Why You Should Pass Out Halloween Candy

This post was updated and republished in October 2018 - here’s the most recent post on what to do with Halloween candy.


There's something going around the Internet that I can't be quiet about any longer - the huge influx of people discussing how they're giving out stickers, temporary tattoos, and erases instead of Halloween candy this year. And I know that this is well-intentioned, because no, I wouldn't want my kiddo to eat too much of any one thing either. But the thing is, children are born with a solid, innate instinct about food that helps them regulate their own food intake. And when we try to regulate this for them by imposing food rules, the result is - simply put - not good.

When we limit exposure to certain foods or food shame, we tell not only our children but ourselves that we don't trust them. Which can lead to sneaking food, bingeing on "forbidden" foods in secret or at a friend's house, and then consequent restricting and dieting once even more food rules catch up to us.


When we start describing food as good and bad, we start transferring the labels of "good" and "bad" to ourselves. So when we say Halloween candy (or any candy), popcorn balls, and caramel apples are bad, what kids can hear is, "You're a bad kid for enjoying this." This can lead to a destructive spiral and, as mentioned, bingeing and restricting - not a healthy relationship with food.

What can we do instead of applying these labels? We can start by treating candy like it's any other snack. Store it with the others, and offer it as an option along with the others - thereby keeping it neutral. We can also guide children (and ourselves!) by becoming more of body observers and reflectors instead of controllers. Asking questions like "How eating that make you feel?" helps children increase their body awareness and tune into their natural intuition.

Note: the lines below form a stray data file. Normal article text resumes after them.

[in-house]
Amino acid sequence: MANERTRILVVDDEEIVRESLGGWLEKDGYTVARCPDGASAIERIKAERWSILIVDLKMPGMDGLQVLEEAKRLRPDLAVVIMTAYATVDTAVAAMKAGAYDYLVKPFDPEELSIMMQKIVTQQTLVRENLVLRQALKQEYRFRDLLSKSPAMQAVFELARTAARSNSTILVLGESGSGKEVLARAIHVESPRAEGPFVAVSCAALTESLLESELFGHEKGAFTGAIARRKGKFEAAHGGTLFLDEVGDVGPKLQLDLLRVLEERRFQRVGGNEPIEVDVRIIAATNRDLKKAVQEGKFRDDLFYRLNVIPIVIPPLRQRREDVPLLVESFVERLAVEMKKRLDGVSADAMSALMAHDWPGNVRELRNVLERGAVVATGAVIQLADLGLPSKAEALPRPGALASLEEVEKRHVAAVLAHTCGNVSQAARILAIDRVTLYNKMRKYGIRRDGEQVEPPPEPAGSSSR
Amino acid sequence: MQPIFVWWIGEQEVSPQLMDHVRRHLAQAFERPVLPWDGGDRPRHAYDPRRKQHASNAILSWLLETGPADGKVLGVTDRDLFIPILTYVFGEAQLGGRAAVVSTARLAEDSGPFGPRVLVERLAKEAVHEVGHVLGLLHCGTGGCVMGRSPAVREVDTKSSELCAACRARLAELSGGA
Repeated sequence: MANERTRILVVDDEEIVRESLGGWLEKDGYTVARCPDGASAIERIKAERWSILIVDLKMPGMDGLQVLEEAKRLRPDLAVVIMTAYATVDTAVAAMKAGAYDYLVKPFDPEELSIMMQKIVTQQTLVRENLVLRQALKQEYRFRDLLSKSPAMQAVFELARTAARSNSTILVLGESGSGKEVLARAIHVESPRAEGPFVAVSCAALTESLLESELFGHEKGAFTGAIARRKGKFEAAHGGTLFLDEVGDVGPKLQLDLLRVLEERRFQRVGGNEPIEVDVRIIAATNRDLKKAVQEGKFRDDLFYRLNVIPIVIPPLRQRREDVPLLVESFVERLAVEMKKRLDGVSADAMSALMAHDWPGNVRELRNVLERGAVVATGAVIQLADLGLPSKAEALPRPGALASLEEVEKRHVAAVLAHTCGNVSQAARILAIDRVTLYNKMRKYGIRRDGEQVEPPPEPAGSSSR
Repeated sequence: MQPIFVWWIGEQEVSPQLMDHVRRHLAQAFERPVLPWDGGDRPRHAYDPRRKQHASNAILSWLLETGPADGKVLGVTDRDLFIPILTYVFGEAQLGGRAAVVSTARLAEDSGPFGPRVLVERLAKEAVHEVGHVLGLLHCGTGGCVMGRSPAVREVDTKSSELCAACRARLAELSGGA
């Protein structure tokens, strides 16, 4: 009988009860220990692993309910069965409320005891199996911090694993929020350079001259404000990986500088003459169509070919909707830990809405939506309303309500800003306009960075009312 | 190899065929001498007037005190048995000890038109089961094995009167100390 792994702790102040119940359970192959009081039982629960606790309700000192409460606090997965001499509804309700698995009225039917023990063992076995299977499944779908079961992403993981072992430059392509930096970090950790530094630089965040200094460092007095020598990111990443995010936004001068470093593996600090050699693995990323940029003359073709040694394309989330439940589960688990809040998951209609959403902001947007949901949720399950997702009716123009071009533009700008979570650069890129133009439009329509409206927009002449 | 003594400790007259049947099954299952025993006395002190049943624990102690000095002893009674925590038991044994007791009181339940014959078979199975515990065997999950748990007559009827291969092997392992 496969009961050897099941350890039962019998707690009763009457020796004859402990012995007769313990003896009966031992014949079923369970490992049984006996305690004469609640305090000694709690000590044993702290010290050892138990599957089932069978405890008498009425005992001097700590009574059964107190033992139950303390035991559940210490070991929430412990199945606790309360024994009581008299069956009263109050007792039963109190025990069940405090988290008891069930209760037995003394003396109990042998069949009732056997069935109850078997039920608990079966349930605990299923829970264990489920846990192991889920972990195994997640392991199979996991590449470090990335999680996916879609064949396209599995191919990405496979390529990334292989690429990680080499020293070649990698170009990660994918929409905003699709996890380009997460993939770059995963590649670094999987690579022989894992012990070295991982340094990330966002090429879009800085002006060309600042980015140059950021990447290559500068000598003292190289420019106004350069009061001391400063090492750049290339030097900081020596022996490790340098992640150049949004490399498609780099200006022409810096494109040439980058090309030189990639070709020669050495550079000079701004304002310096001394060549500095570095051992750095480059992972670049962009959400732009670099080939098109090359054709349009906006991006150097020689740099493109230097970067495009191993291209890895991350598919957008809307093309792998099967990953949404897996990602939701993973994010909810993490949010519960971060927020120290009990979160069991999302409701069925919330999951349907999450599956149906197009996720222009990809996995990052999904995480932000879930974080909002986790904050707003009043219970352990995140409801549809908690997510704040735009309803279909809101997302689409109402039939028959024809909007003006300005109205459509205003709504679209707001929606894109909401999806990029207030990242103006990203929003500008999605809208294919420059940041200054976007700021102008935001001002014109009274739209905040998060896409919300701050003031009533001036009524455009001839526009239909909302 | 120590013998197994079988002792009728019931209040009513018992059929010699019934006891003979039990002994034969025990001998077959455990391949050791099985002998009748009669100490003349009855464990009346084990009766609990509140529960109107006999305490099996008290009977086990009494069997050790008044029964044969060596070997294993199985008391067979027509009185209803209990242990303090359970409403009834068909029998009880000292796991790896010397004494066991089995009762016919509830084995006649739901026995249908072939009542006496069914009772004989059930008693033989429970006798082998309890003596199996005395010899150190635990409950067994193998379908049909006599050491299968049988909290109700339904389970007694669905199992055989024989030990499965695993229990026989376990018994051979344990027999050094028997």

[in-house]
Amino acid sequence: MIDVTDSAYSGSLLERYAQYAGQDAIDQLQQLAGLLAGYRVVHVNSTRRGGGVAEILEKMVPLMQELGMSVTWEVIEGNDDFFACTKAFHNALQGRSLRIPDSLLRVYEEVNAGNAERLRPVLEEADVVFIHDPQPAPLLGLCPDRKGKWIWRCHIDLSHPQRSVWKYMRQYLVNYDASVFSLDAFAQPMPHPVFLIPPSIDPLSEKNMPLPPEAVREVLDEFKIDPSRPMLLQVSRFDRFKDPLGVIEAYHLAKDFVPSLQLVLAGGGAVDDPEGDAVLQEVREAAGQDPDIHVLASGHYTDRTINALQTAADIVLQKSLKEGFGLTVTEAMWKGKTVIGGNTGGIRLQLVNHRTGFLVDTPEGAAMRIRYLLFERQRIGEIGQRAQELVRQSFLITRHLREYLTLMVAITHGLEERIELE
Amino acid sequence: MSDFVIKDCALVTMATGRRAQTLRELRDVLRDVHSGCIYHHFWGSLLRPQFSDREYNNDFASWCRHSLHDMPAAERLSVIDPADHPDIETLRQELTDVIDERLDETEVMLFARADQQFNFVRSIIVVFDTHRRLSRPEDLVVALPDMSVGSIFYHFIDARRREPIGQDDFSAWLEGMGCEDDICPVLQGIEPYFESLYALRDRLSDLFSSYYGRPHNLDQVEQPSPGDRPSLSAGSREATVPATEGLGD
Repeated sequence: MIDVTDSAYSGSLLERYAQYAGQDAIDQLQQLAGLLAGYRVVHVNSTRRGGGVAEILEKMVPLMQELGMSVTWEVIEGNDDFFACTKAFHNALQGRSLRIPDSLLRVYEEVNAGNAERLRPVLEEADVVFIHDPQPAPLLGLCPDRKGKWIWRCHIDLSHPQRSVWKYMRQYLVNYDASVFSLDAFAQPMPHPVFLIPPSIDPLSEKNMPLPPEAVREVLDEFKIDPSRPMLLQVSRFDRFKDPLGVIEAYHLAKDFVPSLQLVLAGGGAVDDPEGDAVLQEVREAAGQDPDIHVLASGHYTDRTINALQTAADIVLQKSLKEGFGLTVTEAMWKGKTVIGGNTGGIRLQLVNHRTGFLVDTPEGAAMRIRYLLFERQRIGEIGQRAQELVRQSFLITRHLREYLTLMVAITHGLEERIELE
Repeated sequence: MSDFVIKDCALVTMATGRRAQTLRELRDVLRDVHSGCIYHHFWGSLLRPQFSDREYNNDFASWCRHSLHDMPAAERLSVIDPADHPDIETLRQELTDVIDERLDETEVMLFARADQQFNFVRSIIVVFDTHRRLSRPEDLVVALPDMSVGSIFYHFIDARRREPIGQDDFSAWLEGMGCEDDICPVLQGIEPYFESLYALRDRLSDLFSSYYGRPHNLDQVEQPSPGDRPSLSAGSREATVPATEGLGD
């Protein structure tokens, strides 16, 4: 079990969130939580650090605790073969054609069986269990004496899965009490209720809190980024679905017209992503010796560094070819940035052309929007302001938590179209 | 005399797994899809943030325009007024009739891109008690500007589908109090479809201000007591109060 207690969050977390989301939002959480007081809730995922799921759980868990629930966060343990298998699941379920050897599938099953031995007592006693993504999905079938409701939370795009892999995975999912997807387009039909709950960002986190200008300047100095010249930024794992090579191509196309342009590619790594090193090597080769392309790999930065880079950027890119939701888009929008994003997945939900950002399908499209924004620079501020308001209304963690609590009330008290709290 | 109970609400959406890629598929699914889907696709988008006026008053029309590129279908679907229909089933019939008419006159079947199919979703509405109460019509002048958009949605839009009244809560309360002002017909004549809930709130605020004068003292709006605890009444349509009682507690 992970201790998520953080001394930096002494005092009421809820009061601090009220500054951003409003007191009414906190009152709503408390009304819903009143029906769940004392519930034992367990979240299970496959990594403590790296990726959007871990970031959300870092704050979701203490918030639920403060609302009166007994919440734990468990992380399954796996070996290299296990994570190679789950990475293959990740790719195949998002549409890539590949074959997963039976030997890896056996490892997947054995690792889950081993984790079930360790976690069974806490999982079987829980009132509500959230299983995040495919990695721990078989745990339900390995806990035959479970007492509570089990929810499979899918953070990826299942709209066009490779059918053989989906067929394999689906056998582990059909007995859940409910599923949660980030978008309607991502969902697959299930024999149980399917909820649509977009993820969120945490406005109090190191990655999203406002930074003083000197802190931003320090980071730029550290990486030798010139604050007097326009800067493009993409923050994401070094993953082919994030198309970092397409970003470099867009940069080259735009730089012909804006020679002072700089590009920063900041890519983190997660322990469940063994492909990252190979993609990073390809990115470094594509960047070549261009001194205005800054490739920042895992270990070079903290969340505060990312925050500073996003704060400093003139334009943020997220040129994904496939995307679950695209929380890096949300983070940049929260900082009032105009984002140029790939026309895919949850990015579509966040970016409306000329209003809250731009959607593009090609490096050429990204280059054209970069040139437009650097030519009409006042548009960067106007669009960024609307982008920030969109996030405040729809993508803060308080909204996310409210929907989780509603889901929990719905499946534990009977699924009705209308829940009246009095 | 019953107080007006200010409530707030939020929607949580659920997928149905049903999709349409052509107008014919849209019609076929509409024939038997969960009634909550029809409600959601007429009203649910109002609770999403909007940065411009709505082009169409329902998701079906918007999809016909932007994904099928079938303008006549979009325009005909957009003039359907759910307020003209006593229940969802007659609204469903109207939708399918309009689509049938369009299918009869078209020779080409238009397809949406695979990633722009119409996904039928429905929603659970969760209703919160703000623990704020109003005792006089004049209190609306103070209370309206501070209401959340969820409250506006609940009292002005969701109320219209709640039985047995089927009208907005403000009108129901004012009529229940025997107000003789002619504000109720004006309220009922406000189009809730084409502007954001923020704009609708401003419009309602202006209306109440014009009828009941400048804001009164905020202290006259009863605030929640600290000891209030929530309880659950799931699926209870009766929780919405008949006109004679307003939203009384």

Say you're building a Lego tower and you want it to be tall and mostly red. You have a pile of red bricks and a few blue. If you want to build your tower, is it easier to add more and more red bricks, or focus your energy on removing the few blue that you have?

It's the same with children and eating. It takes a lot of tries and offers for a child to accept a new food (I've heard numbers anywhere from 10-20 offers), but demonizing dessert and candy isn't included in those tries. So, to get kiddos to eat from a variety of food groups, we have to offer a variety of food groups - not cut back on them.


I love this article from Bon Appetit that has heavy input from Emily Fonnesbeck. In a nutshell, there's a concept called the Division of Responsibility that states parents choose the what, when, and where of meals - and kids decide how much they eat and whether or not they want to eat.

division of responsibility.png

division of responsibility.png

This helps candy fit into the snack schedule just as any other food would. Offering candy as a snack option, and treating it just like any other snack helps avoid that "forbidden fruit" mentality - and allows children to pick what they want without feeling crazy trying to get what they can't have. Parents and adults still decide when that snack is available and where it's eaten - but children are free to pick candy from the list of options. It's possible that they'll choose candy for every snack for a while. But it's been shown that if we're allowed to eat a food every day, the overall energy consumption from that food goes down over time.  Simply put, candy becomes old news instead of something so exciting it has to be rationed, and we start making more varied choices. And then sometimes we choose candy again anyway, and that's okay too.


allergy-friendly halloween candy.png

allergy-friendly halloween candy.png

If you're looking to do some good with your Halloween candy, consider getting allergy-friendly treats to pass out! Food Allergy Research and Education's Teal Pumpkin Project is dedicated to making Halloween fun for every child, including the ones that have food allergies that would get in the way of normal trick-or-treating. Just print a sign and provide some non-food treats or allergy-friendly candy!

And since I'm from St. Louis, home of the trick-or-treat jokes (no, really - I worked hard for my candy as as kid and y'all just got it handed to you), let me leave you with my favorite:

How do you make a tissue dance?

Put a little boogie in it!